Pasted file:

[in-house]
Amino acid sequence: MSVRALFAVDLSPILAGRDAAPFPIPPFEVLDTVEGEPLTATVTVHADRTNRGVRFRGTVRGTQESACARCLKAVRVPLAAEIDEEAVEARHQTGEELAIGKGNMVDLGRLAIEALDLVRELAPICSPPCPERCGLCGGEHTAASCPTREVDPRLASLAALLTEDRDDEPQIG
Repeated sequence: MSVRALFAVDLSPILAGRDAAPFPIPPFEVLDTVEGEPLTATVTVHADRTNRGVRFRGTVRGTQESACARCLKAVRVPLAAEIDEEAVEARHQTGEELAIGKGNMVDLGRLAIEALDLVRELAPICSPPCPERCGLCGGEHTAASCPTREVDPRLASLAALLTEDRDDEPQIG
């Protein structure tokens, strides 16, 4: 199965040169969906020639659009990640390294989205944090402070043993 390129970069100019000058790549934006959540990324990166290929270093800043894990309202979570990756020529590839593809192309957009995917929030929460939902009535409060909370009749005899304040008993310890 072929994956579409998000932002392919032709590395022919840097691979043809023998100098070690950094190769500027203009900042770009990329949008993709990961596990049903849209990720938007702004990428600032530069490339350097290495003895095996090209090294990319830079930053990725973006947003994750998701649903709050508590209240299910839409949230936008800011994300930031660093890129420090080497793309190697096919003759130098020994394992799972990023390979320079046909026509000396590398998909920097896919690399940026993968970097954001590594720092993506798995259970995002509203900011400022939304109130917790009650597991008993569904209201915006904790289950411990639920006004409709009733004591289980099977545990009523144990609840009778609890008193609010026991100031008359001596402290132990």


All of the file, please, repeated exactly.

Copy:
[in-house]
Amino acid sequence: MSVRALFAVDLSPILAGRDAAPFPIPPFEVLDTVEGEPLTATVTVHADRTNRGVRFRGTVRGTQESACARCLKAVRVPLAAEIDEEAVEARHQTGEELAIGKGNMVDLGRLAIEALDLVRELAPICSPPCPERCGLCGGEHTAASCPTREVDPRLASLAALLTEDRDDEPQIG
Repeated sequence: MSVRALFAVDLSPILAGRDAAPFPIPPFEVLDTVEGEPLTATVTVHADRTNRGVRFRGTVRGTQESACARCLKAVRVPLAAEIDEEAVEARHQTGEELAIGKGNMVDLGRLAIEALDLVRELAPICSPPCPERCGLCGGEHTAASCPTREVDPRLASLAALLTEDRDDEPQIG
């Protein structure tokens, strides 16, 4: 199965040169969906020639659009990640390294989205944090402070043993 390129970069100019000058790549934006959540990324990166290929270093800043894990309202979570990756020529590839593809192309957009995917929030929460939902009535409060909370009749005899304040008993310890 072929994956579409998000932002392919032709590395022919840097691979043809023998100098070690950094190769500027203009900042770009990329949008993709990961596990049903849209990720938007702004990428600032530069490339350097290495003895095996090209090294990319830079930053990725973006947003994750998701649903709050508590209240299910839409949230936008800011994300930031660093890129420090080497793309190697096919003759130098020994394992799972990023390979320079046909026509000396590398998909920097896919690399940026993968970097954001590594720092993506798995259970995002509203900011400022939304109130917790009650597991008993569904209201915006904790289950411990639920006004409709009733004591289980099977545990009523144990609840009778609890008193609010026991100031008359001596402290132990």